This volume is the fifth in a series of books commissioned by the International Association of Logopedics and Phoniatrics.

Series:

Martine Smith

The new demands of this "computer and technology age" have focused international attention on literacy levels, on literacy development and literacy disorders. Governments have launched programs to reduce literacy difficulties and support functional literacy for all. In this context, the needs of individuals with severe speech and physical impairments may seem relatively small, and even unimportant. However, for this group of individuals in particular unlocking the literacy code opens up tremendous opportunities, minimizing the disabling effects of their underlying speech and motor impairments, and supporting participation in society. Ironically however, for a group for whom literacy is such an important achievement, current studies suggest that achieving functional literacy skills is particularly challenging.In order to read, individuals with severe speech impairments must access a set of written symbols and decode them to abstract meaning just as anyone else must do. They must convert underlying messages into an alternative external symbol format in order to write. In order to become expert in both of these activities, they must learn at least a certain core of knowledge about how the symbols and messages relate to each other. Just as there are many ways to skin a chicken, there are many possible ways to achieve mastery of reading and writing. Although the essence of the task may remain the same for individuals with congenital speech impairments, they may process the task, or develop task mastery in ways that are quite different from speaking children who have no additional physical impairments. "Literacy and Augmentative and Alternative Communication" focuses on individuals with combined physical and communication impairments, who rely at least some of the time on aided communication. It investigates the range of research and application issues relating to AAC and literacy (primarily reading and writing skills), from the emergent literacy stage up through adulthood use of reading for various vocational and leisure purposes. It provides a balanced view of both the whole language as well as the more analytic approaches to reading instruction necessary for the development of reading skills.

Ilias Papathanasiou and Ria De Bleser

It is now widely expected that scientific evidence and theory should be used to describe aphasia and aphasia therapy. This book provides review chapters on controversial research and clinical issues in aphasia and aphasia therapy. Contributions from distinguished scholars from all over the world (Europe, America, Australia) cover the range of disciplines involved in aphasia, including neurology of aphasia, cognitive and linguistic approaches to aphasic therapy, psychosocial approaches, aphasia research methodology, and efficacy of aphasia therapy. This book brings together contributions of all these disciplines and makes a link between theory and therapy from a scientific perspective. Each chapter offers a current review with extensive references, thus providing a useful resource for clinicians, students and researchers involved in aphasia and aphasic therapy including doctors, psychologists,linguists and speech and language therapists. The papers in this book were presented at the first European Research Conference on Aphasia.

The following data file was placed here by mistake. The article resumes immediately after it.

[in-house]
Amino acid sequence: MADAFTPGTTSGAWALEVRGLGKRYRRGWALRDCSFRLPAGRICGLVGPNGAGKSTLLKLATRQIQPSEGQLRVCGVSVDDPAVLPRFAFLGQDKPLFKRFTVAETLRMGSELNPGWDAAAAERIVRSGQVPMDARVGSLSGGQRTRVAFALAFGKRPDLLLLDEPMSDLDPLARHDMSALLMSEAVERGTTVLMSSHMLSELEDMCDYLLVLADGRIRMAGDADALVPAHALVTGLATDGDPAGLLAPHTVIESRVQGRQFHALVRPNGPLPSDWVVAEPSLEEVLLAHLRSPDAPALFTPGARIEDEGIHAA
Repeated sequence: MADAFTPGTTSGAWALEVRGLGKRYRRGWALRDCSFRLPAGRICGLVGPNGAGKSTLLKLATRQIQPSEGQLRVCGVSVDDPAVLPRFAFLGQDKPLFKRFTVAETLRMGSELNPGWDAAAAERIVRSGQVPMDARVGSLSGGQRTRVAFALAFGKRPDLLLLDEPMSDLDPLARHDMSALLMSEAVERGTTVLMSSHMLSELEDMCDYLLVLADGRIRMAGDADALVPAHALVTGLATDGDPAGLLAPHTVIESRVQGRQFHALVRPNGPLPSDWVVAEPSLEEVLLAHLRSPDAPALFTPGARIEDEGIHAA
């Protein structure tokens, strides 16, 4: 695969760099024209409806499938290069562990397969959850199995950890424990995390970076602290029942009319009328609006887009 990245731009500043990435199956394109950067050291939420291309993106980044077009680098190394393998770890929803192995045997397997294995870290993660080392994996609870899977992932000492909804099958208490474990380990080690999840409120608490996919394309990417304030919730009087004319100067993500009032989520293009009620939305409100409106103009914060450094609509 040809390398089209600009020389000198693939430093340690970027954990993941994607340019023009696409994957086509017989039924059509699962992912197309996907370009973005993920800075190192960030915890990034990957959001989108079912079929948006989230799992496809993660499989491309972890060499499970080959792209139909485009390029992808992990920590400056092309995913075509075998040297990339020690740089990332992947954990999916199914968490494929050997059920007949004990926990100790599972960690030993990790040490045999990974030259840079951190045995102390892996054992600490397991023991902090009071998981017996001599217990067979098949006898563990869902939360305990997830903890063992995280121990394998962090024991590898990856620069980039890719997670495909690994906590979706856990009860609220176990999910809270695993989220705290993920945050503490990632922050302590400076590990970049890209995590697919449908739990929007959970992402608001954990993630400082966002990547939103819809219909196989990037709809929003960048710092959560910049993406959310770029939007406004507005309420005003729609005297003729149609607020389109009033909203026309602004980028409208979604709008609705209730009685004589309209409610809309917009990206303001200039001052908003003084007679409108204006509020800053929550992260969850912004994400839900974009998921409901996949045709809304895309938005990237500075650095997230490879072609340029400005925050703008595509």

Edited by Piet Westendorp, Carel Jansen and Rob Punselie

User interfaces and supporting documentation are both supposed to help people when using a complex device. But often, these forms of support seem to come from different worlds. User interface designers, document designers, and researchers in both interface and document design share many goals, but are also separated by many barriers. In this book, user interface designers and documents designers from Microsoft Corporation and from Apple Computer, plus researchers from several universities try to bridge the gap between interface design and document design. They discuss opportunities for closer cooperation, and for more integrated and effective help for users of modern technology. Keywords: Man Machine Interaction; User Interface Design; Online Help Design; Document Design; Information Design; Visual Communication; Technical Communication; Gerontechnology Target group: user interface designers, manual designers, designers of instructions for use, interaction researchers, information designers, document designers

Children's composing

A study into the relationships between writing processes, text quality, and cognitive and linguistic skills

Series:

José van der Hoeven

In this volume a relatively new approach to writing process research is attempted; time is included as a very important factor in describing the writing process. The link between the writing process of 12-year old students, the quality of the compositions, and writing skills is investigated in six studies, discussing the importance of genre knowledge, linguistic skills, and cognitive skills in writing. Including linguistic and cognitive skills gives new perspectives on the relationship between the writing process and the resulting composition. The concepts used in these studies are drawn from the fields of both linguistics and cognitive psychology.